CANNES – A late, not-entirely-incidental scene in “Behind the Candelabra” finds Swarovski-encrusted pianist Liberace holding forth on the 1981 Academy Awards. The showbiz legend is due to make his long-desired debut appearance as performer and presenter, and you may or may not be surprised to learn that he”s backing “On Golden Pond,” that maudlin, Vaseline-lit ode to comfortable expiration, to take the gold. “I”m so glad Jane Fonda”s dropped all those awful causes and made a nice film with her father,” he coos primly. “Our job is to entertain the world and sell lots of drinks and souvenirs.”
Steven Soderbergh”s alternately raw and riotous account of the last years of Liberace-if that sounds like a reference to an era rather than an individual, it should-is crammed with delicious asides like this, and they”re not the throwaways they initially seem. Much of the film”s blithest humor is used to expose its subject”s deepest social and personal limitations, though its stance is more bemused than vindictive: as well as a touching and tough-minded love story, “Behind the Candelabra” is a sympathetic study of a man defiantly resisting his own significance. Its own causes, still politically hot a quarter-century after the man”s death, are subtly enfolded into its goggle-eyed celebrity spectacle. It”s entertainment with a capital, fur-lined E, though I suspect Liberace wouldn”t have cared much for it.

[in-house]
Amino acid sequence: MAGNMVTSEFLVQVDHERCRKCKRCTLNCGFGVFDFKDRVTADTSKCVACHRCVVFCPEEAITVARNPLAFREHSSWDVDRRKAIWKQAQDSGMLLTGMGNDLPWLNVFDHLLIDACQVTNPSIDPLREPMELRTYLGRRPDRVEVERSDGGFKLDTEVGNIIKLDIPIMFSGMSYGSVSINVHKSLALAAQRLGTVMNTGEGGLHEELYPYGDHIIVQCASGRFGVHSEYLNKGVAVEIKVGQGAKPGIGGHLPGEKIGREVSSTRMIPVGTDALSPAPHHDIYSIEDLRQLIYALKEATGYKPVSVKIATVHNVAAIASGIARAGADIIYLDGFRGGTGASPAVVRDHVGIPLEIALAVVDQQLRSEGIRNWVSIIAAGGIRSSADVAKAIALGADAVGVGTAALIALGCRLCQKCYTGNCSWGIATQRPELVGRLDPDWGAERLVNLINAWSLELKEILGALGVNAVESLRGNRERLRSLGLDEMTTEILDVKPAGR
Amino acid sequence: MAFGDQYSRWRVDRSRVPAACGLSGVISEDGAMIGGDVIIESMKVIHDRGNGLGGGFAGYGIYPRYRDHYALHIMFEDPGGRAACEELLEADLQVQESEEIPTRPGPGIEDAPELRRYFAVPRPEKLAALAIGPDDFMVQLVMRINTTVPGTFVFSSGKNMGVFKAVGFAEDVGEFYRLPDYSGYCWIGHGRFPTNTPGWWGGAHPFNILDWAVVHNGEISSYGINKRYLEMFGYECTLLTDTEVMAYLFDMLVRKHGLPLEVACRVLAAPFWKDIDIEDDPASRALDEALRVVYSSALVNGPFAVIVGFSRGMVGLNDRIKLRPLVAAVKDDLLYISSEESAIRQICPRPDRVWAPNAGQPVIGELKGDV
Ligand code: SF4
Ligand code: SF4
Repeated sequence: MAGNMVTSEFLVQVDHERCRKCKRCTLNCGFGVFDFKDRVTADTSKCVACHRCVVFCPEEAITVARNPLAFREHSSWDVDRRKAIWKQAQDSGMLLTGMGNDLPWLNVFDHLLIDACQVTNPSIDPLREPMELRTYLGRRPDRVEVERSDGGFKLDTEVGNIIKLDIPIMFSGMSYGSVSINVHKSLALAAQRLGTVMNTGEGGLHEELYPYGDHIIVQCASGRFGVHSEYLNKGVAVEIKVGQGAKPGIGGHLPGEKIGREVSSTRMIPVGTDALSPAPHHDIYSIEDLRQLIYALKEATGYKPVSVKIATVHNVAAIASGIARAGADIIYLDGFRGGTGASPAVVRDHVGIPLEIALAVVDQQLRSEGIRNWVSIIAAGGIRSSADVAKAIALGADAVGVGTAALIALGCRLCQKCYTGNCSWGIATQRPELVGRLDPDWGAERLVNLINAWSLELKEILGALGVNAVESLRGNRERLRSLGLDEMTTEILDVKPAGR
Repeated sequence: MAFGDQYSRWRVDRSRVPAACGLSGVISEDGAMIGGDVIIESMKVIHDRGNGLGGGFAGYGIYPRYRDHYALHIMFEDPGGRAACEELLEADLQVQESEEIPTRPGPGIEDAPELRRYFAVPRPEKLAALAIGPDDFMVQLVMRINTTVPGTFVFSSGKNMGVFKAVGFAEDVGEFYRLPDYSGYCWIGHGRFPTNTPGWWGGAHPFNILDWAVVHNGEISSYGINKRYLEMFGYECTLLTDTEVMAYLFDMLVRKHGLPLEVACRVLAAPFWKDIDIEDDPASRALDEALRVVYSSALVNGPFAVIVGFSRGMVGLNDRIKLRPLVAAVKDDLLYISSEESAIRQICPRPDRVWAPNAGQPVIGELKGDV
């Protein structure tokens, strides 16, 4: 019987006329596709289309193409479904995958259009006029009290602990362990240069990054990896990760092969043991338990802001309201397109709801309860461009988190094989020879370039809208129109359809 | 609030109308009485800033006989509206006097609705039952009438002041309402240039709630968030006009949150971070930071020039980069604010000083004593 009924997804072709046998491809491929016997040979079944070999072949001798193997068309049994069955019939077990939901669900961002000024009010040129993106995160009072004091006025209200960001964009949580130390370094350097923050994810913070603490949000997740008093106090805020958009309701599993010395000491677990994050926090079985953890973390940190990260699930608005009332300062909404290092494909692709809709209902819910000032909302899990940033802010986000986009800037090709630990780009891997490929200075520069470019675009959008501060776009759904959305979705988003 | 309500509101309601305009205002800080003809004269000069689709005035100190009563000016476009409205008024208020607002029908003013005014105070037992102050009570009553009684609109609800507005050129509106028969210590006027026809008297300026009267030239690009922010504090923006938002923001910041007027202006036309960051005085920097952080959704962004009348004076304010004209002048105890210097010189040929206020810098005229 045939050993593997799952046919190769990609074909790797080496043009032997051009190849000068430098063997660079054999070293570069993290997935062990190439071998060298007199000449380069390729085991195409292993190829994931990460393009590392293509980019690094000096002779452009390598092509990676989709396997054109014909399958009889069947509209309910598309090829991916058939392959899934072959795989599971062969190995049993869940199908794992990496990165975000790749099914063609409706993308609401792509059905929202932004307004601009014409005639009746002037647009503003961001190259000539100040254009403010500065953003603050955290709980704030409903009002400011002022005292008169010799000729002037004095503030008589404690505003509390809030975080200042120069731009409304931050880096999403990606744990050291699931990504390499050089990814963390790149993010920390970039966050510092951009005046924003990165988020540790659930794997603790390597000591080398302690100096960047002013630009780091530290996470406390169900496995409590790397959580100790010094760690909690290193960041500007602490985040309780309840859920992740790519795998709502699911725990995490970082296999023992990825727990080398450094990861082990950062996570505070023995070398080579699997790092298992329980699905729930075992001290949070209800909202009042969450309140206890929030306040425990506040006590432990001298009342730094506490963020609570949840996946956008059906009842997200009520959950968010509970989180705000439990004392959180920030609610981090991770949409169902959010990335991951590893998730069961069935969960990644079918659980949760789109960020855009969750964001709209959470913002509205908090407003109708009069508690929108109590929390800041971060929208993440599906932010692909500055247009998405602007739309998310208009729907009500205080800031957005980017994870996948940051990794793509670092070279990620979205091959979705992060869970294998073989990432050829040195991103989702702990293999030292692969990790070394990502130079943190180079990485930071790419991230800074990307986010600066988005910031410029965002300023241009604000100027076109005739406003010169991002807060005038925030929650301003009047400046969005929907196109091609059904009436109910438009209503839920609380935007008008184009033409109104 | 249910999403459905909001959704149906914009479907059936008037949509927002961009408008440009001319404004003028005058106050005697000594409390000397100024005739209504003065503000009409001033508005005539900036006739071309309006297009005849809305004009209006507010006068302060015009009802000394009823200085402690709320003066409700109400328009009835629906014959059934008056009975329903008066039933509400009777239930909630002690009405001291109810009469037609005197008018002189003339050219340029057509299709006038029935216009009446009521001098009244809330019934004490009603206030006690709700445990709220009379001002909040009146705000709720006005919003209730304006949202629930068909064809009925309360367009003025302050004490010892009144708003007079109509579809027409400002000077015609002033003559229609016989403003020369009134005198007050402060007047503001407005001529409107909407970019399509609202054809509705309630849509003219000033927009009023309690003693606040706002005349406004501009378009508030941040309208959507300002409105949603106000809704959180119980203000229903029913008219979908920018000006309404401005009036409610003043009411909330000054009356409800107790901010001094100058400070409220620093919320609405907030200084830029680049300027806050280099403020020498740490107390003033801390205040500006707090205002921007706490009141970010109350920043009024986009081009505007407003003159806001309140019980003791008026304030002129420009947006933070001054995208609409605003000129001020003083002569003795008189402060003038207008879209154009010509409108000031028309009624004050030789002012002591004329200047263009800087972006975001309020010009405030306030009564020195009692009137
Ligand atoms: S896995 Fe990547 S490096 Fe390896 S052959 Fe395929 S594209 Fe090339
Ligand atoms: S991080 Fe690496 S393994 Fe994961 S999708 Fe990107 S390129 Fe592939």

For one thing, the musician who yearned for big-screen stardom probably wouldn”t have been amused that his outsized life is being treated as a TV movie – albeit a TV movie that has seen the inside of the Cannes Film Festival”s cavernous Grand Lumiere theater. The good news is that “Behind the Candelabra,” for all its seamy up-close intimacy, feels neither structurally nor formally compromised by the nurturing hand of HBO; it”s a biopic that bristles with life at the edges, luxuriating in the excesses of its personalities and production design alike.
In terms of content, meanwhile, the film”s televisual backing seems to have had an expanding effect. Soderbergh has remarked that he chose the small-screen path only because Richard LaGravenese”s script was “too gay” for theatrical film studios, and it”s certainly hard to think of a more forthright portrait of homosexual domesticity in mainstream cinema: it”s a film that takes sexuality as a given, all the better to magnify what”s genuinely queer about the sixtysomething Liberace”s relationship with gradually disillusioned young buck Scott Thorson.